David Moyes and Sam Allardyce have both been relieved of their duties after only 6 months in charge of their respective teams. Neither team was relegated, Everton finished 8th in the Premier League. So what is the meaning of success for these clubs? Are their chairmen and boards ever satisfied with what they achieve?
Employment and sacking of managers is in the hands of the team’s chairmen or leadership groups, these days either super rich individuals or business men with football as part of their portfolios. Perhaps dissatisfaction is in the nature of elite individuals. How else would they be motivated to improve and be better, despite what many would regard as outstanding life success? Or in this football may merely be expressing the modern society, in which nothing is ever good enough. Since the enlightenment and scientific revolution beliefs are increasing built around constant progress. But football does not reflect reality in many ways. In reality science and technology can improve and provide many people with a better quality of life without others necessarily suffering. But in the Premier League there are 20 positions. All teams are striving to be better every year, but being better won’t always translate into a higher position. Across Europe very few teams can expect to win. In the 4 best leagues outside of England Bayern Munich, Juventus, Real Madrid, PSG and Barcelona have won 27 of the 36 possible titles since 2009. Performance is closely knitted to money and prestige. So what do the chairmen of the other clubs want?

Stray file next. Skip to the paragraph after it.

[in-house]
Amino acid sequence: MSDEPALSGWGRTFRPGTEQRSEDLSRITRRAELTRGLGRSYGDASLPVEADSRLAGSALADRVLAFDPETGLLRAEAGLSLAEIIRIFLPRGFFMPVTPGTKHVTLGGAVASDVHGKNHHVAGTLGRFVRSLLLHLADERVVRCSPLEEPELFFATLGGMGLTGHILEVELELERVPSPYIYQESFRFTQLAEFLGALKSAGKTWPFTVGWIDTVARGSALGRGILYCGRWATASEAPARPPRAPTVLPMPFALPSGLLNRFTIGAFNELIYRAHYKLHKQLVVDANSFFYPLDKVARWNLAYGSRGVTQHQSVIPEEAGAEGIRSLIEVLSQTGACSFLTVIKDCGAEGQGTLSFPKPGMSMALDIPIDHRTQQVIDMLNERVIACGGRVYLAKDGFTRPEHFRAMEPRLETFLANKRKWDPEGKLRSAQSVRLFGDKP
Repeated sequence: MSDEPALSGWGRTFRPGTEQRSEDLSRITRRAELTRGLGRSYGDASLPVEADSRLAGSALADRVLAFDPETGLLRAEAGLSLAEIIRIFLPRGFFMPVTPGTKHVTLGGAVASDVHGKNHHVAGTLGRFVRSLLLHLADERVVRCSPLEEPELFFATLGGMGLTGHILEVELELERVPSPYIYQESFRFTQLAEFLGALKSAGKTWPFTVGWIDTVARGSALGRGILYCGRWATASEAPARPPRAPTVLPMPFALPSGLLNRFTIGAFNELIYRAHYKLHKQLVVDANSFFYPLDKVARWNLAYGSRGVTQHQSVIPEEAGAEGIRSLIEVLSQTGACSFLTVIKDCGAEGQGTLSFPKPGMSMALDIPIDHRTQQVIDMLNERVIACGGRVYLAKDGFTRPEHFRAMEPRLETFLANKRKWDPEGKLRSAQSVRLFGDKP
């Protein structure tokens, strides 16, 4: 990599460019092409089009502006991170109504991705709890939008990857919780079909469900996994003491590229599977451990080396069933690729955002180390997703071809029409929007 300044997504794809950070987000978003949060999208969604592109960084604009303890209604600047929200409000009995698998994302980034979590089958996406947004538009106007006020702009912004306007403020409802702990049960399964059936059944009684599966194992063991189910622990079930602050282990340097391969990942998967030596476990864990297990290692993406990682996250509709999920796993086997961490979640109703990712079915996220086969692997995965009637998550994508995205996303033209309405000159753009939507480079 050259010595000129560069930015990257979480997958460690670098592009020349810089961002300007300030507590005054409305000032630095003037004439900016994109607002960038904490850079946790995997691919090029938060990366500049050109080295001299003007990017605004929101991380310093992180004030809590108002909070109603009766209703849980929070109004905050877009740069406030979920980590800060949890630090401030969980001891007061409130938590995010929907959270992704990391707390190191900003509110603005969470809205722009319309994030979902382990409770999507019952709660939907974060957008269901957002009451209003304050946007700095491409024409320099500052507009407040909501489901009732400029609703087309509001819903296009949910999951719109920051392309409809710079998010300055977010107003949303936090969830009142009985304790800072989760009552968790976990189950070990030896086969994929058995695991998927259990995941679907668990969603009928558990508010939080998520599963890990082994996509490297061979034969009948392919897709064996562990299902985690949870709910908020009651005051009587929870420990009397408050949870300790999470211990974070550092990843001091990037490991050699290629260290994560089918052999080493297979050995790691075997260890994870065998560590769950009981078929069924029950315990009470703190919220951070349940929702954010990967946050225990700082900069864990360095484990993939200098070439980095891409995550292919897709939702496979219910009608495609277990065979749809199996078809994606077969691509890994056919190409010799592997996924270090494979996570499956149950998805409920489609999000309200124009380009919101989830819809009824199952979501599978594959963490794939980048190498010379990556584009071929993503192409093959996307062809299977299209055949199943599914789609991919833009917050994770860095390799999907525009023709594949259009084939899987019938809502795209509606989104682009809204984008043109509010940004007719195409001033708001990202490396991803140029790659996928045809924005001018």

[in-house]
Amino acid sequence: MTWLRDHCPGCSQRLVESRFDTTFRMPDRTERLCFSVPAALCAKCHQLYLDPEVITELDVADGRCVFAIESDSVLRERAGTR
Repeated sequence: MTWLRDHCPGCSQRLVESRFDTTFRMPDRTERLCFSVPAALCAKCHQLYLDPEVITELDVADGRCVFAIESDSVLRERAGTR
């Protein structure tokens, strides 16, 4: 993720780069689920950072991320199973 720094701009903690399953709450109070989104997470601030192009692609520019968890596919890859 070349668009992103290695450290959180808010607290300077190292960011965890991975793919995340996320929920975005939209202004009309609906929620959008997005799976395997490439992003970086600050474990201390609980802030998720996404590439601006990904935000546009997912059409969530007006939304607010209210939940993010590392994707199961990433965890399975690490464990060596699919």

The financial crash of 2008 was blamed, in part, on short term profiteering i.e. putting the 6 month share price above the future security of the business. These business practices could be being repeated in football. But, it is more likely that the clubs are caught up in the contagion and pressure that comes with the modern game, and to some extent modern society. People expect better all the time, but increasingly expect it fast. The problem for the football clubs is obvious, measurement of progress seems clear, points and money, but it is in many respects intangible. When there are a designated number of positions to fight for being better can mean standing still or even dropping in the rankings. But this doesn’t feel like success, or improvement. Just not getting relegated seems a dull goal for every year. If 10 teams feel (clearly wrongly) that the Champions League is the level they should be aspiring to, do 6 teams need to sack their managers every year for “failing”? This may indicate a mismatch between ambitions and the appreciation of reality. It is possible the chairmen and boards of these clubs are guilty of the same cognitive flaw that fans display. That is that they feel their club deserves better, is bigger than it genuinely is, and is due more loyalty than it is given. The chairmen may well become fans and start to think as fans. So they behave impulsively by sacking managers in hope of improvement. But does the constant changing of managers, basically a Premier League merry-go-round, where the same managers become journeymen across the land, really benefit the clubs? It is doubtful. Clearly staleness can be an issue. Wenger and Arsenal are a case and point. But 6 months can’t really be sufficient to have any marked impact on a club when transfers are only permitted twice a year. If chairmen and boards are not willing, or are unable, to put in the vast sums of money required to become an elite club (if that is even possible given the positive cycle generated by winning) then perhaps they should lower their expectations and save themselves some cash by keeping a manager a touch longer.